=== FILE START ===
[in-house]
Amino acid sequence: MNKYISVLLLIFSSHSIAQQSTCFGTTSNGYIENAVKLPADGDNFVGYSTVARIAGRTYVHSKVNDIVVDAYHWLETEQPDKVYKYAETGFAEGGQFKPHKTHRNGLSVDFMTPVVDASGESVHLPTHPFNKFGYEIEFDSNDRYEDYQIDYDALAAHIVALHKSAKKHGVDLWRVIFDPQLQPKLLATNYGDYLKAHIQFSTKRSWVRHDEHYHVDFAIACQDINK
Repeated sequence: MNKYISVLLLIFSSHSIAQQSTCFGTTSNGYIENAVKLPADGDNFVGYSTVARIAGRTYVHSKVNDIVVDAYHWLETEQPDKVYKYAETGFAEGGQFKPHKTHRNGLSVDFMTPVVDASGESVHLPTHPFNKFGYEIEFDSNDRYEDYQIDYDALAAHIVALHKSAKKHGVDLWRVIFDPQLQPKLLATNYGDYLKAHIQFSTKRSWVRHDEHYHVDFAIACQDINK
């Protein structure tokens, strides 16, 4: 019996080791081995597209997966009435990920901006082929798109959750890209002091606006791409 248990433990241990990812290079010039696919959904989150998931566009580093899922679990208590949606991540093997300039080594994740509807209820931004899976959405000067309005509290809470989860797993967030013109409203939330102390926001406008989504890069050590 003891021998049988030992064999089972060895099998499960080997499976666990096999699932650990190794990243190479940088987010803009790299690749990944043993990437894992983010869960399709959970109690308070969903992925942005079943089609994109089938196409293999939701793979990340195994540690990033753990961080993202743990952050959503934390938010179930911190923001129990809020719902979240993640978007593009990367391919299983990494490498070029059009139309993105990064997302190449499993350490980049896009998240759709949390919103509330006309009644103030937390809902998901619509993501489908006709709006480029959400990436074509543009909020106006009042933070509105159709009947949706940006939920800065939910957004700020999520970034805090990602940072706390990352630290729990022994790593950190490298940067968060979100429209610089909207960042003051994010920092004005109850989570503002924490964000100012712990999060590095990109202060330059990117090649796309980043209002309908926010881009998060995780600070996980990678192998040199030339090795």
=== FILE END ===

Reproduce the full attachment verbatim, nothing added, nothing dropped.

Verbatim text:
[in-house]
Amino acid sequence: MNKYISVLLLIFSSHSIAQQSTCFGTTSNGYIENAVKLPADGDNFVGYSTVARIAGRTYVHSKVNDIVVDAYHWLETEQPDKVYKYAETGFAEGGQFKPHKTHRNGLSVDFMTPVVDASGESVHLPTHPFNKFGYEIEFDSNDRYEDYQIDYDALAAHIVALHKSAKKHGVDLWRVIFDPQLQPKLLATNYGDYLKAHIQFSTKRSWVRHDEHYHVDFAIACQDINK
Repeated sequence: MNKYISVLLLIFSSHSIAQQSTCFGTTSNGYIENAVKLPADGDNFVGYSTVARIAGRTYVHSKVNDIVVDAYHWLETEQPDKVYKYAETGFAEGGQFKPHKTHRNGLSVDFMTPVVDASGESVHLPTHPFNKFGYEIEFDSNDRYEDYQIDYDALAAHIVALHKSAKKHGVDLWRVIFDPQLQPKLLATNYGDYLKAHIQFSTKRSWVRHDEHYHVDFAIACQDINK
């Protein structure tokens, strides 16, 4: 019996080791081995597209997966009435990920901006082929798109959750890209002091606006791409 248990433990241990990812290079010039696919959904989150998931566009580093899922679990208590949606991540093997300039080594994740509807209820931004899976959405000067309005509290809470989860797993967030013109409203939330102390926001406008989504890069050590 003891021998049988030992064999089972060895099998499960080997499976666990096999699932650990190794990243190479940088987010803009790299690749990944043993990437894992983010869960399709959970109690308070969903992925942005079943089609994109089938196409293999939701793979990340195994540690990033753990961080993202743990952050959503934390938010179930911190923001129990809020719902979240993640978007593009990367391919299983990494490498070029059009139309993105990064997302190449499993350490980049896009998240759709949390919103509330006309009644103030937390809902998901619509993501489908006709709006480029959400990436074509543009909020106006009042933070509105159709009947949706940006939920800065939910957004700020999520970034805090990602940072706390990352630290729990022994790593950190490298940067968060979100429209610089909207960042003051994010920092004005109850989570503002924490964000100012712990999060590095990109202060330059990117090649796309980043209002309908926010881009998060995780600070996980990678192998040199030339090795």